Evidently they came up short! Included in the papers from Mrs. Smith is a report, dated June 3, 1854, to the Quarterly Conference of the Sevierville Circuit from the trustees of Pine Chapel, namely Wm. B. Helm, J.W. Hedrick and George Lewis. The report stated that although the church had been built in 1845, it “had been for years in an unfinished condition.” The interior was not completely ceiled, there were no window sashes and “no stove or fireplace” which made it unusable during the winter.

In 1852, the people of the community wanted a “Public School house” and John C. Turnley of Pine Chapel proposed that if the money could be subscribed Pine Chapel could be “fitted up” and used until such time that a separate schoolhouse could be erected. This was done, even the erection of “a splendid Brick Chimney.” It was specified that the school conduct religious exercises morning and evening, so that “moral and scientific training could be united.”

The work was completed and school began on April 13, 1854. The circuit preacher, Brother Keen, organized a Sabbath School “which has been going on with increasing interest.”

The Rev. Reuel B. Pritchett, a Brethren minister and lover of history, sought to preserve the record of Pine Chapel. In 1965, he oversaw the erection of a monument on Hwy. 25/70 adjacent to the present Kenny’s Market, as well as the placement of a marker in the Pine Chapel Cemetery. Rev. Pritchett was also responsible for the establishment of the museum in the Jefferson County Court House.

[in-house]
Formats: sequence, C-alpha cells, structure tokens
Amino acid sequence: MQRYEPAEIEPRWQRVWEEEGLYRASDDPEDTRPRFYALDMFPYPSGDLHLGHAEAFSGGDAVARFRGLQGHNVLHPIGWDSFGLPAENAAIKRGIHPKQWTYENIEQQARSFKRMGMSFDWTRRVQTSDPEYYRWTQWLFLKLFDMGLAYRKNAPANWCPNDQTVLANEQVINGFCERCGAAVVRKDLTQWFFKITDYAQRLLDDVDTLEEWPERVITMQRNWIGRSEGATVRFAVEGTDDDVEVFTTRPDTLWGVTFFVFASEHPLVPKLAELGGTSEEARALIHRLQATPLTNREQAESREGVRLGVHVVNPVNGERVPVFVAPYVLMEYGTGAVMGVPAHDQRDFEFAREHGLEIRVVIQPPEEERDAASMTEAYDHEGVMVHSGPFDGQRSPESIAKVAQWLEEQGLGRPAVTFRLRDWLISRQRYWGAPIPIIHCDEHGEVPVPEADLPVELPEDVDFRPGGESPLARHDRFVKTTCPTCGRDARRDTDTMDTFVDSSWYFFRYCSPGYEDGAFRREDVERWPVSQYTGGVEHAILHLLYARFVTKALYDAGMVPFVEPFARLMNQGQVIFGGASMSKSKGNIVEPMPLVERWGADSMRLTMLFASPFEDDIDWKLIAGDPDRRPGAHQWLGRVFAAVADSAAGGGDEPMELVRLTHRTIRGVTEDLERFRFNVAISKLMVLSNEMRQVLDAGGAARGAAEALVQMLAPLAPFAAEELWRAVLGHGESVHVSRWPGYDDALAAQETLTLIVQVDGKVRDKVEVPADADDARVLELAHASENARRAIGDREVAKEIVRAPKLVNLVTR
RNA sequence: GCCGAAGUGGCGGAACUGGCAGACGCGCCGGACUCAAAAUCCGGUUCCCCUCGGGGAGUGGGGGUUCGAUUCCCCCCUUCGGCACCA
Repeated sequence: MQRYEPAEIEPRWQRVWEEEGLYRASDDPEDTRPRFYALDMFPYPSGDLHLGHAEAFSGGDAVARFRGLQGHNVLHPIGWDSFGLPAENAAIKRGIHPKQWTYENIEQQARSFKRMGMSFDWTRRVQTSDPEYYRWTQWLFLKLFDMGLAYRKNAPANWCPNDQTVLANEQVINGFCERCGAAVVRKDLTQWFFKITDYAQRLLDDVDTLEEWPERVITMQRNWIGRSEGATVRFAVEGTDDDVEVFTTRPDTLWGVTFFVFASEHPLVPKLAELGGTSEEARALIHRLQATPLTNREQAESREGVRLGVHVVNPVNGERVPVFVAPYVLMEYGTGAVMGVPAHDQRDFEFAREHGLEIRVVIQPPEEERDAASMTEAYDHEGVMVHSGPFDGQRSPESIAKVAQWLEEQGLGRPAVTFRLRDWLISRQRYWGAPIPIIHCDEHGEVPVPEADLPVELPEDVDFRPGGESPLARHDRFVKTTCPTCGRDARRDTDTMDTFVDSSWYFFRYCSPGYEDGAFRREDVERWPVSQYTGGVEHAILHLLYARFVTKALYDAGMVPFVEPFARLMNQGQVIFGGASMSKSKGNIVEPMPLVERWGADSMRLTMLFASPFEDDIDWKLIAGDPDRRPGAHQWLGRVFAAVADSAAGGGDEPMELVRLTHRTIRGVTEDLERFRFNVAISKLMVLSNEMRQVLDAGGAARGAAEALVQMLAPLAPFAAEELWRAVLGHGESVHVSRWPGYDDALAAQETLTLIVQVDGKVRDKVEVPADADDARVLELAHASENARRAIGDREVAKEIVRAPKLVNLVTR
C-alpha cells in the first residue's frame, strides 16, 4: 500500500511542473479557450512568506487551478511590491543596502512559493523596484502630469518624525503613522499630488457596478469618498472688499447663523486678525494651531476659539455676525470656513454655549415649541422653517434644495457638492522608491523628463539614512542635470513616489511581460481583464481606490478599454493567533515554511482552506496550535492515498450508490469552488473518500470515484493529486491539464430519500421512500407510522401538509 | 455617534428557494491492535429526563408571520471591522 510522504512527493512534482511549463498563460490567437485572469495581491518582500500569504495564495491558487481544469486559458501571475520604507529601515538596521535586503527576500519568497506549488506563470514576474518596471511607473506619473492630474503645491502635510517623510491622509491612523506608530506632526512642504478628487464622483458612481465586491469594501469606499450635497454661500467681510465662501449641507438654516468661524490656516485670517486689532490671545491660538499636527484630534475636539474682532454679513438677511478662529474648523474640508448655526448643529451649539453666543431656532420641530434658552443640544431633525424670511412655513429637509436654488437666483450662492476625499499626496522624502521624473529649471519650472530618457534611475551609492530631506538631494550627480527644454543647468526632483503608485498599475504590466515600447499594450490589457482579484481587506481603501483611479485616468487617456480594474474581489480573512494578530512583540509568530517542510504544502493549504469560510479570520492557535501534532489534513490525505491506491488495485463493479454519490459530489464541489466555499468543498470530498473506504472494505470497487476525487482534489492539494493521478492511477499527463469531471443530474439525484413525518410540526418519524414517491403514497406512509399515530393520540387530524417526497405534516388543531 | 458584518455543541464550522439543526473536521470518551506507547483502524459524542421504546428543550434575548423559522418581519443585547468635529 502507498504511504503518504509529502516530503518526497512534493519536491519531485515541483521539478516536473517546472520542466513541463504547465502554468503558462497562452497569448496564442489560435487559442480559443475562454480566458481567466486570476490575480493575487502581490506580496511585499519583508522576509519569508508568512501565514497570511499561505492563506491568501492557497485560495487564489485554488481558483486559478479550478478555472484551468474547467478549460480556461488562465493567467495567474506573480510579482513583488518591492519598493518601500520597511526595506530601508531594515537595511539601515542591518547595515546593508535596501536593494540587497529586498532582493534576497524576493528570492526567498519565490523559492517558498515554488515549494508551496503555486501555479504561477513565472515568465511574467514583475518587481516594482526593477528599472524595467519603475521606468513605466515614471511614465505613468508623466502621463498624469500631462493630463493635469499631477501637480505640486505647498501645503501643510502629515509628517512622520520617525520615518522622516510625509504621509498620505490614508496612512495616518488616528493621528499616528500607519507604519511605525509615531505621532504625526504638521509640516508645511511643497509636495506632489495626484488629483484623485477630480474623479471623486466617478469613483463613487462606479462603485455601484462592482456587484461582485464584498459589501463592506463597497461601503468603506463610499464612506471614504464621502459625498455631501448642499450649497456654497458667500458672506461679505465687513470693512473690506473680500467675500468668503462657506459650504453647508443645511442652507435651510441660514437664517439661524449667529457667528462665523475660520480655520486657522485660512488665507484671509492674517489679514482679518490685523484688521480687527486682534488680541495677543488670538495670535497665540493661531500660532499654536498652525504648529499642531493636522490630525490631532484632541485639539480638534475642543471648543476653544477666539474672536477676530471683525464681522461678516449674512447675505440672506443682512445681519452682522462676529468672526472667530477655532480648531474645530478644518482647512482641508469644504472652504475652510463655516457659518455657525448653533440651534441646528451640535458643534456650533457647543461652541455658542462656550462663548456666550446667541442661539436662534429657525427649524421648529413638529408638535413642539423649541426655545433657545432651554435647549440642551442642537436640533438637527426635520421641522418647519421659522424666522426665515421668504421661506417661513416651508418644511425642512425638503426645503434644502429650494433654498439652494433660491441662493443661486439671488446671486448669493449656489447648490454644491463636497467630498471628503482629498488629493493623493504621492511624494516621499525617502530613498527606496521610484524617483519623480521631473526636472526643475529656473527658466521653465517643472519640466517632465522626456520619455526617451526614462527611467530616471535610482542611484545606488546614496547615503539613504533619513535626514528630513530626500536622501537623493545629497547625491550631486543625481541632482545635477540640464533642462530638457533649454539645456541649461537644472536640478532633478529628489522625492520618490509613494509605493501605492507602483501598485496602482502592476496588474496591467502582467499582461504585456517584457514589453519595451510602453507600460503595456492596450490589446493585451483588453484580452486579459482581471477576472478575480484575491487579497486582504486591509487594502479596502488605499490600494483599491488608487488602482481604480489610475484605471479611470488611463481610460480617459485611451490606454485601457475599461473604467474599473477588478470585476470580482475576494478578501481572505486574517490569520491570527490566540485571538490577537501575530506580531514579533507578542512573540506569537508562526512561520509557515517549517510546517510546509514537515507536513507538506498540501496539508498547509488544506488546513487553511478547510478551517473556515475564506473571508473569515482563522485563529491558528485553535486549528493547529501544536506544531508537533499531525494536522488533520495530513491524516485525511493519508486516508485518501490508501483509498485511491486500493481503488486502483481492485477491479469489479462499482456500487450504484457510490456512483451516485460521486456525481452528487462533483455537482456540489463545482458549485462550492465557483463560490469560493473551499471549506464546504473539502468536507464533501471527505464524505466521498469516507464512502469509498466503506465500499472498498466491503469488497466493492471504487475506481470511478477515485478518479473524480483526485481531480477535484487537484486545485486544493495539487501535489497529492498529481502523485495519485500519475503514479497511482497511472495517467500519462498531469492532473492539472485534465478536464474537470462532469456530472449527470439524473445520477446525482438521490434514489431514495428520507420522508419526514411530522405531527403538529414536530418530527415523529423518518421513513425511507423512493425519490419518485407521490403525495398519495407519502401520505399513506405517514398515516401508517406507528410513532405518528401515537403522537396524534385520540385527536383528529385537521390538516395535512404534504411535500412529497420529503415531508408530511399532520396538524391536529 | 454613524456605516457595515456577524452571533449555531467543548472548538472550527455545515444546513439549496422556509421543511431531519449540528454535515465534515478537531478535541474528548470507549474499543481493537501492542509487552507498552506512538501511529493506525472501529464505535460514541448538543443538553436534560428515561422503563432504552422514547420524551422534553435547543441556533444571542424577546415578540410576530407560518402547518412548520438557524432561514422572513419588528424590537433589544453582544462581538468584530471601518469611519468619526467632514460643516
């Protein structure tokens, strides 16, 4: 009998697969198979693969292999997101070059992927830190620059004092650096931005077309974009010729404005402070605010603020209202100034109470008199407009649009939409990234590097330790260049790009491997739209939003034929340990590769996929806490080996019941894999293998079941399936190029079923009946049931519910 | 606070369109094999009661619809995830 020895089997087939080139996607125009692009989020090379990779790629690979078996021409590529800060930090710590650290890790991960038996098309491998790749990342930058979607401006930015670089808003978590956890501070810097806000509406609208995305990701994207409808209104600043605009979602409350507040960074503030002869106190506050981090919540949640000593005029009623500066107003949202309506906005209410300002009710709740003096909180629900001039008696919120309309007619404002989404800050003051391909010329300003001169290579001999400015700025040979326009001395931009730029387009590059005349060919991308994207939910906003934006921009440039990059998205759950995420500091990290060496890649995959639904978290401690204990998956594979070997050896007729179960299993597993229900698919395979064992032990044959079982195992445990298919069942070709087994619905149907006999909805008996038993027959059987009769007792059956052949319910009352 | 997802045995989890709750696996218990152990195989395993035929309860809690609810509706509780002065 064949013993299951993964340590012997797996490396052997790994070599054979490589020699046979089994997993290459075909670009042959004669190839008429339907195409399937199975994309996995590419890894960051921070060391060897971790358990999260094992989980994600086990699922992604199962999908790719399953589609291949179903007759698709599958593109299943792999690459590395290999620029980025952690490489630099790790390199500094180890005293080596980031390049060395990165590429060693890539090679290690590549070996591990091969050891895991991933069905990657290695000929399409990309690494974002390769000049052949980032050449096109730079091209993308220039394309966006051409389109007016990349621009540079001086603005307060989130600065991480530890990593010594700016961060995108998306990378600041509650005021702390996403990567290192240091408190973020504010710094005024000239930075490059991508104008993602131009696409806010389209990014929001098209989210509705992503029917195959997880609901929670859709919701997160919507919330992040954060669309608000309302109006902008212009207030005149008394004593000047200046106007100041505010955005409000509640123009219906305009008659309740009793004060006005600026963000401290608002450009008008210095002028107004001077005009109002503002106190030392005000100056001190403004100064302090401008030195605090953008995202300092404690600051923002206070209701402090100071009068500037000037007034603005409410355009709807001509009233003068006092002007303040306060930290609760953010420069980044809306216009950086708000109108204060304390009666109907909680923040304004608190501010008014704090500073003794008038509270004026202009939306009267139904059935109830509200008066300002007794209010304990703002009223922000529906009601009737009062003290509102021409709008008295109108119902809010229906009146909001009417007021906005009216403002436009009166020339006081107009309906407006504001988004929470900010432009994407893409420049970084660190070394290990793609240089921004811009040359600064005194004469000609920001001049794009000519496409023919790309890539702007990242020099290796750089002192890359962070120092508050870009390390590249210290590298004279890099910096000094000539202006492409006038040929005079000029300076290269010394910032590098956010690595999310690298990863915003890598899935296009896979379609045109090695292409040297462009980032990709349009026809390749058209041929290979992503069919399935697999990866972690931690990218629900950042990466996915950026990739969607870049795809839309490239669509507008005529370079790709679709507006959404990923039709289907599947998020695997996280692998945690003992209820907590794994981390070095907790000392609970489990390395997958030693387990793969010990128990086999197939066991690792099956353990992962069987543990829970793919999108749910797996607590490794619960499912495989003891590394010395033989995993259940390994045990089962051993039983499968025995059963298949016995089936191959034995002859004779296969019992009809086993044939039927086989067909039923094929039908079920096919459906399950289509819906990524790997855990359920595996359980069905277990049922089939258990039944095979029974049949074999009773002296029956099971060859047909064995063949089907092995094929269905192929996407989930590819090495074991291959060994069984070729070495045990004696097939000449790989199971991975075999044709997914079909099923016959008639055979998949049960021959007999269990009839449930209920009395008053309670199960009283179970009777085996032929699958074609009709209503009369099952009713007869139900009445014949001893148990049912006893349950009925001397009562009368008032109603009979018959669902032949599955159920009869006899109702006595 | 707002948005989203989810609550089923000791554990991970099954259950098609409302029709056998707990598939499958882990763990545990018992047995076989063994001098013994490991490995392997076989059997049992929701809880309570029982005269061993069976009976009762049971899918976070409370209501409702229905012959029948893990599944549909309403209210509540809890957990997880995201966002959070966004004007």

On October 9, 1977, the Commission of Archives and History of Holston Methodist Conference met in Newport. The Rev. Reid Wilson presented a history of Pine Chapel and the group traveled to Jefferson County to view the site. Among those in the group were local persons whose ancestors had worshipped at Pine Chapel.

Whether it remained in the church building or a schoolhouse was built is not known, but Pine Chapel School was still existing in 1894. In the Morristown Gazette, August 22, 1894, was the announcement that a Teacher’s Institute would be held at Pine Chapel School in Jefferson County.

Also, another interesting item was published in Baptist and Reflector, November 28, 1889. The teacher and students of Pine Chapel School had sent a donation of $5.50 for providing seats for the Young South Chapel in Mexico. These were the students and their donations (all cents): Willie Stokely 25, Jimmie Stokely 25, Johnny Stokely 25, Hugh Stokely 25, Carrie Lou Stokely 15, Toliver Thomas 25, Dexter Fairfield 20, Rose Fairfield 5, Ella Fairfield 10, Daisy Fairfield 10, Lily Fairfield 5, Martha Helm 10, Emma Starnes 20, Sarah Wood 10, Annie May Stokely 5. The teacher, Miss Bessie Murphy, contributed $2.

The Stokelys were children of Col. and Mrs. John B. Stokely who lived on the Holly Oaks farm. Mrs. Stokely and sons later started the canning industry there. The Fairfields lived nearby to the west on what is now the Wild Pear development. Toliver Thomas lived east of the Stokelys; he was the father of Miss Elizabeth Thomas and her siblings.

The old Stokely home was purchased and restored by Mr. and Mrs. W.A. Catlett. When the restoration was completed and the house opened for touring in 1960, the old schoolhouse was still standing. The Pine Chapel Cemetery is still there near the intersection of Stokely Court and Holly Oaks Lane. When the Stokely/Catlett home burned in 1983, Mr. Catlett was unable to escape.

There is the line in the familiar hymn “faith of our fathers living still.” The faith of the men and women of Pine Chapel is still alive here in our area, as well as in other places across the country.